Who is an unpaid carer

Role of an unpaid carer

A guide to help spot early signs of becoming a carer, responsibilities and rights as a carer and Kingston’s long-term plan to support carers in the borough.

The law says you’re a carer if you provide unpaid assistance to someone who requires support due to illness, disability or age. You might be a family member, partner, friend, or neighbour. You could also be a carer if you’re a young person supporting a parent, grandparent or sibling.

Early signs of becoming a carer

Carers often start by providing occasional help. If you're increasingly involved in caring for someone, even in small ways, you might be stepping into a carer’s role without realising it.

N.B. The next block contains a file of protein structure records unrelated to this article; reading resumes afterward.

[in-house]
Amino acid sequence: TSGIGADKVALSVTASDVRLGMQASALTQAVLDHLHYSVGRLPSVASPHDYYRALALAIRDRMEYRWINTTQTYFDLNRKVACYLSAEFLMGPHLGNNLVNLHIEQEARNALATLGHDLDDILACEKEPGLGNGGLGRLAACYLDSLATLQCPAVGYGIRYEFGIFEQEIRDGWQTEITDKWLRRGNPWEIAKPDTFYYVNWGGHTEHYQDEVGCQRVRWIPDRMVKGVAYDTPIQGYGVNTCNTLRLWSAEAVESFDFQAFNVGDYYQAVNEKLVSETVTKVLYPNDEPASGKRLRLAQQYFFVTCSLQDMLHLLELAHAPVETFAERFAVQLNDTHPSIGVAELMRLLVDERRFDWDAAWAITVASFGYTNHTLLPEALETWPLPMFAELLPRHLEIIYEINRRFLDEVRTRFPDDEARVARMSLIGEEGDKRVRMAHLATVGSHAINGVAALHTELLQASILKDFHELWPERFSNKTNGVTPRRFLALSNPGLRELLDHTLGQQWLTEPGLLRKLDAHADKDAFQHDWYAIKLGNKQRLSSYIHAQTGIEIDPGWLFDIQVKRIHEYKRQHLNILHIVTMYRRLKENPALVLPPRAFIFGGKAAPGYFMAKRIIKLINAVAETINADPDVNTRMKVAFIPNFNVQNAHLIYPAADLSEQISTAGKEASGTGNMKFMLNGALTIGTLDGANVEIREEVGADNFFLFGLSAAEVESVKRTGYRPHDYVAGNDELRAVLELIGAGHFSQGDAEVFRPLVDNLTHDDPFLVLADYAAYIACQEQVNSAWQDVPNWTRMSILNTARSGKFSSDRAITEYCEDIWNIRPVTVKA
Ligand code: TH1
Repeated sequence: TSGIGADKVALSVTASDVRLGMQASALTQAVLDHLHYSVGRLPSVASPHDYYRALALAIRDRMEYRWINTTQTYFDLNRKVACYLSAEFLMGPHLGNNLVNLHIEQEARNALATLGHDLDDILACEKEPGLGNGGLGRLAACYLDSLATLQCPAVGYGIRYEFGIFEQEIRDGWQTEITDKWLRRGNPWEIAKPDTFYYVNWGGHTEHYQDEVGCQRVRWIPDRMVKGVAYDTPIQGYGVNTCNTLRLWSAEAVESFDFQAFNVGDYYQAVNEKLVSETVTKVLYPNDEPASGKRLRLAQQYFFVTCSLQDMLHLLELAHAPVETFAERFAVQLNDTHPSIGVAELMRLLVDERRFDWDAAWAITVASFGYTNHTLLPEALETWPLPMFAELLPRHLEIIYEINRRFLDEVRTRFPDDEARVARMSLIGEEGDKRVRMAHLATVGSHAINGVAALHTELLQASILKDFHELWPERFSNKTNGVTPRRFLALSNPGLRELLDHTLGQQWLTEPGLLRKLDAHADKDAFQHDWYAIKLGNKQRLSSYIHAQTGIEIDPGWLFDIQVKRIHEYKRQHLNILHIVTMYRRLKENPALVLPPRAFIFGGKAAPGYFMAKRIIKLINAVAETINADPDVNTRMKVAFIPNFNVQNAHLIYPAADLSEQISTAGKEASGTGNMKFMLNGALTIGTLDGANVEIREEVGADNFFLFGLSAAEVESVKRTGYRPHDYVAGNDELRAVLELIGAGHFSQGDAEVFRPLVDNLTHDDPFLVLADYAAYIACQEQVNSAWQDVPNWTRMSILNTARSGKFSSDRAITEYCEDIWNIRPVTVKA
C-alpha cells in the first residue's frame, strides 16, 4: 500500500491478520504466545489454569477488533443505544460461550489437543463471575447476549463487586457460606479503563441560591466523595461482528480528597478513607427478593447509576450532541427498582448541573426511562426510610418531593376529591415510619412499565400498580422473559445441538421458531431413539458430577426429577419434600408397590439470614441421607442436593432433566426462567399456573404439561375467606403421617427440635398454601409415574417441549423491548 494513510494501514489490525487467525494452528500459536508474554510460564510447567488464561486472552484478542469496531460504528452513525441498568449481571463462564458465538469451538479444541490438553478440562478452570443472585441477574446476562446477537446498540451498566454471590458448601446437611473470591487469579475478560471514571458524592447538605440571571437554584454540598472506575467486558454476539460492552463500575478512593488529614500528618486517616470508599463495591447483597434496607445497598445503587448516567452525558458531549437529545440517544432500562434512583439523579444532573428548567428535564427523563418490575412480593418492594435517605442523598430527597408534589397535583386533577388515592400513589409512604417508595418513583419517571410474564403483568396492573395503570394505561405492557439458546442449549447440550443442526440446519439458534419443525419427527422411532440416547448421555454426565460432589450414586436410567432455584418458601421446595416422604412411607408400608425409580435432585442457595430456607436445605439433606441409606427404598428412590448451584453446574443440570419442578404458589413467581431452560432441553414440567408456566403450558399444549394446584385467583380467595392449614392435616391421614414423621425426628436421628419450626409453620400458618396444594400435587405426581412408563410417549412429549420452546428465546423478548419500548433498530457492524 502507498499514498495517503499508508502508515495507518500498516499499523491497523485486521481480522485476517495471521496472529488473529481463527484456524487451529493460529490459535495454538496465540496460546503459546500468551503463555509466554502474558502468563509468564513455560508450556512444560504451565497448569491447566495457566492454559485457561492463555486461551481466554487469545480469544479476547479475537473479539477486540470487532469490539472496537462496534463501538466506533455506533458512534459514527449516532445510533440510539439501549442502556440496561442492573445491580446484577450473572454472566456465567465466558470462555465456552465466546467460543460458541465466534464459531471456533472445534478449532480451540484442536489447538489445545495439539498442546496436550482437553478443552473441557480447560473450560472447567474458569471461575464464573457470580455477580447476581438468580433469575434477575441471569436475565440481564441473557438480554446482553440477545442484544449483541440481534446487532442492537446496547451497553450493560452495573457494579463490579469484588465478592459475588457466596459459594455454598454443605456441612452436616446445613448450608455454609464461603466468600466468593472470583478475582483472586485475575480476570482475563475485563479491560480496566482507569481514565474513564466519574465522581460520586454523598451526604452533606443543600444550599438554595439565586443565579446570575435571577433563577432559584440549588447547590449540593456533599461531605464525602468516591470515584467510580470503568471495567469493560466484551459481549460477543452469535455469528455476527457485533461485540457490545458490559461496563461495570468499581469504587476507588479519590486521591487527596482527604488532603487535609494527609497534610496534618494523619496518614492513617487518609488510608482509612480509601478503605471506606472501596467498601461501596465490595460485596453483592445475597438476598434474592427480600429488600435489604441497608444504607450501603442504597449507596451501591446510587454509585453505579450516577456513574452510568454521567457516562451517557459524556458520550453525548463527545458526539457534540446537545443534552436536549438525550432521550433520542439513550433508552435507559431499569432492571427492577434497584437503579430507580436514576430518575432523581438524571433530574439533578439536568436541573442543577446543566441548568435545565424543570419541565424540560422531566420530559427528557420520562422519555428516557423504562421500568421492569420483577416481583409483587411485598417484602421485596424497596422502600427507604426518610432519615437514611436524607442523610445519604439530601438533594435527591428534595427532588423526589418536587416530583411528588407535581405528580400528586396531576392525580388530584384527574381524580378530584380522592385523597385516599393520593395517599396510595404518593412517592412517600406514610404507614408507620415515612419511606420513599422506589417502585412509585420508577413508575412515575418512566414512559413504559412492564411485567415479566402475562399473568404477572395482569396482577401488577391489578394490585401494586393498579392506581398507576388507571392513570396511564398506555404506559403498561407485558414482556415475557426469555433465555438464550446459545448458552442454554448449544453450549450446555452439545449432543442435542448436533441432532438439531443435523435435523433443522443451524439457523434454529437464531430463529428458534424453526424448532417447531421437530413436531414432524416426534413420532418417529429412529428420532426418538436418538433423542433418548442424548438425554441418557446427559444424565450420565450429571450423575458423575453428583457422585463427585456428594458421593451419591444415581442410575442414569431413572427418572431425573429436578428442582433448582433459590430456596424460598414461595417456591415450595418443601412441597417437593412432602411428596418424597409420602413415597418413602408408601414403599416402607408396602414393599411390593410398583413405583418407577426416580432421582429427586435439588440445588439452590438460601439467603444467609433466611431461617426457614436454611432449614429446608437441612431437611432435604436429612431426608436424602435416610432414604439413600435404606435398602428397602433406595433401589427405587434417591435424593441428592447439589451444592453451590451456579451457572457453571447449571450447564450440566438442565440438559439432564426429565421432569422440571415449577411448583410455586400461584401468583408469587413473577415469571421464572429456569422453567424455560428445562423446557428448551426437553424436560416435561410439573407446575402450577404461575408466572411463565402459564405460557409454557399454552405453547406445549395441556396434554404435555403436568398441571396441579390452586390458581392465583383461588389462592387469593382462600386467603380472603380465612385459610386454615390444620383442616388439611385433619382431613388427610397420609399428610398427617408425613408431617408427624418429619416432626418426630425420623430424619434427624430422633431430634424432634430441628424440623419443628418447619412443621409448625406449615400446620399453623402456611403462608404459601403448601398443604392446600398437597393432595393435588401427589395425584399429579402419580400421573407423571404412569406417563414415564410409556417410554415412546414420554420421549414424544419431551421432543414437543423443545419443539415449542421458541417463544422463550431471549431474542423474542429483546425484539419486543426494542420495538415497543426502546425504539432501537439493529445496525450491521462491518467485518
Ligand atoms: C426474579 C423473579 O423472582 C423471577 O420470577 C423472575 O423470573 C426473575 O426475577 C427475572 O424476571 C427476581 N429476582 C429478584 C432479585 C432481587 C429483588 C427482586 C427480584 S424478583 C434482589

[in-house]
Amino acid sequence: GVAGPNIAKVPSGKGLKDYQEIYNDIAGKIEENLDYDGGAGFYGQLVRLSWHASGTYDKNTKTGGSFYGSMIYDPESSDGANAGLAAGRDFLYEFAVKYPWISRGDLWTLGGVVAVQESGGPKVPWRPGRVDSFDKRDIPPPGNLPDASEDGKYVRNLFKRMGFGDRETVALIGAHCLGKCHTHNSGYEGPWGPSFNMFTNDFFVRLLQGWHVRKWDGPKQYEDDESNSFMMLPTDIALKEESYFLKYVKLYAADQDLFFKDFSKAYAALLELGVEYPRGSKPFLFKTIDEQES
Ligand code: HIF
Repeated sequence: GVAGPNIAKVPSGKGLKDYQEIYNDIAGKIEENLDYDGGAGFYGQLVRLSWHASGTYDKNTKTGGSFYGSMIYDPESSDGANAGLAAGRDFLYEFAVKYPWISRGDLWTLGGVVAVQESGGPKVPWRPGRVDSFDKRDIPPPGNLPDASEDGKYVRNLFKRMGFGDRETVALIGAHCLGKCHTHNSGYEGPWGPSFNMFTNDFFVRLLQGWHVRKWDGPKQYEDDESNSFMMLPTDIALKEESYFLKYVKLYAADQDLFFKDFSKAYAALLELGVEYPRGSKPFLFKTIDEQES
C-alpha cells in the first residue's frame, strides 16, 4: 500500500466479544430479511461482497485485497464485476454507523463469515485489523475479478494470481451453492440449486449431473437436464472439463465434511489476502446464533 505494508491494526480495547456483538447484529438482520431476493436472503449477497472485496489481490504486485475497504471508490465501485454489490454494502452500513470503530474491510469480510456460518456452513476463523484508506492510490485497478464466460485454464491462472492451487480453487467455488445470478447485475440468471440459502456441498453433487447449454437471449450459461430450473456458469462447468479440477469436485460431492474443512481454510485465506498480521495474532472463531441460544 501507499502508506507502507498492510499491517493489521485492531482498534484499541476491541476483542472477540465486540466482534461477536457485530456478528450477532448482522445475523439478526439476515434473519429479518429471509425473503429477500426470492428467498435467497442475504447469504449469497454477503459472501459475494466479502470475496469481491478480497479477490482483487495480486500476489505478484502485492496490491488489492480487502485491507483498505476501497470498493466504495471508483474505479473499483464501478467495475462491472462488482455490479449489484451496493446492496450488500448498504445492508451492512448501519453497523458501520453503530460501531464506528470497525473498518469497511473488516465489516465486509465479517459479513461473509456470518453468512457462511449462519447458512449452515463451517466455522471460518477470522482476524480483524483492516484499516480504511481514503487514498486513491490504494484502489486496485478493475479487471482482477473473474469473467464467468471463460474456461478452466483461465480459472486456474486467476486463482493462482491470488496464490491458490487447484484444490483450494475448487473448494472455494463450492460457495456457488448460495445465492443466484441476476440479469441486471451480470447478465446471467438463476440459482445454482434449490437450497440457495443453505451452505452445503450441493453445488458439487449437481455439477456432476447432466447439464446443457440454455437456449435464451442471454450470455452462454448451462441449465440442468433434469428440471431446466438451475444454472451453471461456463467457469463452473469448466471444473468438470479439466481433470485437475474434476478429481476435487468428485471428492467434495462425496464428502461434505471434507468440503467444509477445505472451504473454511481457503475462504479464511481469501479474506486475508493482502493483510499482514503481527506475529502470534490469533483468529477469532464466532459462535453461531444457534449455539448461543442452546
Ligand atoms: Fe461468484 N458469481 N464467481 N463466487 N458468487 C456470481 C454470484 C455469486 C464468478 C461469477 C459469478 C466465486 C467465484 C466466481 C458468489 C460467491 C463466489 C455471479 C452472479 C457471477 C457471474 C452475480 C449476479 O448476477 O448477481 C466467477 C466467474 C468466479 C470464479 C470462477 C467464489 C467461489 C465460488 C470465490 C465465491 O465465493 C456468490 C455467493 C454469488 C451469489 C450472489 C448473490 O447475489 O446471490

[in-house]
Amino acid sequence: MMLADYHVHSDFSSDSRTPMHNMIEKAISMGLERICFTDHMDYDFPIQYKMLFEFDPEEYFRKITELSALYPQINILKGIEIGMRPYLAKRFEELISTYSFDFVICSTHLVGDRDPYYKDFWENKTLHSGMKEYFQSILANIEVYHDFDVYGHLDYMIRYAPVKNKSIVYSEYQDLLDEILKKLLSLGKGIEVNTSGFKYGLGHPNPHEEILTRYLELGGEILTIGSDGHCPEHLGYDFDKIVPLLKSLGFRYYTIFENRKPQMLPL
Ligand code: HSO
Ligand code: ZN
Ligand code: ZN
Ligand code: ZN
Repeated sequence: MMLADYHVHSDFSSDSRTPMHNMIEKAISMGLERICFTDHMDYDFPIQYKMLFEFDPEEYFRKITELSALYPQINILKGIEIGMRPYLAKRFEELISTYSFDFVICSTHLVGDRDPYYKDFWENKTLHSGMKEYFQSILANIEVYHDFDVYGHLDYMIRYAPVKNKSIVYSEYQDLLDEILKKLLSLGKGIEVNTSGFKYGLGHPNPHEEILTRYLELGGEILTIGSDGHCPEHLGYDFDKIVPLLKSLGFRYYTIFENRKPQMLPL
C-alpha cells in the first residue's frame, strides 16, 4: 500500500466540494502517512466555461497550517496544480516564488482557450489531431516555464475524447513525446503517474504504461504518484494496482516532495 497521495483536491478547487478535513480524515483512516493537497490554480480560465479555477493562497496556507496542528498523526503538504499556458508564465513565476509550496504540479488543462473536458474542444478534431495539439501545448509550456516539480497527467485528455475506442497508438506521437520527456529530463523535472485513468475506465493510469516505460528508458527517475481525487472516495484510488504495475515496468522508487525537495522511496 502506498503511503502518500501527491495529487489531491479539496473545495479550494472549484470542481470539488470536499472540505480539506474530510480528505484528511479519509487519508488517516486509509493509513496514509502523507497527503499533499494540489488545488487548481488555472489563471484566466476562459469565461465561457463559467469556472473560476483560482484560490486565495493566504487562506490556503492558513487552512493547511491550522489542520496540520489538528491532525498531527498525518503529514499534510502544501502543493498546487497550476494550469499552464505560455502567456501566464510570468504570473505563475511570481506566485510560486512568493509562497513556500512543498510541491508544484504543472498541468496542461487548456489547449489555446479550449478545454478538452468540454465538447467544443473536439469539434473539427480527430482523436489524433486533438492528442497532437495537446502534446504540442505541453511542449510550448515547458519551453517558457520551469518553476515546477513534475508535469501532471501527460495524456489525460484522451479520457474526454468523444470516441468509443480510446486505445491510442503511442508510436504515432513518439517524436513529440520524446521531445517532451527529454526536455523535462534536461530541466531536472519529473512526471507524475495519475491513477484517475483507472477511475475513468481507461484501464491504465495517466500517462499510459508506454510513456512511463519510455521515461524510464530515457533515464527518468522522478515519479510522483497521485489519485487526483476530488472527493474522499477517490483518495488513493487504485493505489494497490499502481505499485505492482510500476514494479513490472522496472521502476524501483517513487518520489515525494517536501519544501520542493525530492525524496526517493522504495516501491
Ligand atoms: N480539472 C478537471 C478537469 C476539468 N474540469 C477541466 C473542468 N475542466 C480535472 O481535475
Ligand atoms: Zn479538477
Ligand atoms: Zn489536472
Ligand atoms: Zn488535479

If you start to spend time helping someone, do frequent check-ins on their wellbeing, adjust your schedule to support them or feel a growing sense of responsibility for their care, you might be a carer.

Understand your caring responsibilities

You might be a carer if you regularly help someone with:

  • personal care like dressing, showering and eating
  • managing their medication including giving them medicine, keeping track of their prescriptions and speaking to the doctor on their behalf
  • using your car or public transport to help them get around, doing their shopping and running errands on their behalf
  • keeping them company, listening to their concerns and offering emotional support
  • supporting them with admin like managing their finances, completing paperwork and keeping track of appointments
  • supporting them with their mental wellbeing like helping out with tasks in the home

Last Modified: 09/02/2024 14:55:25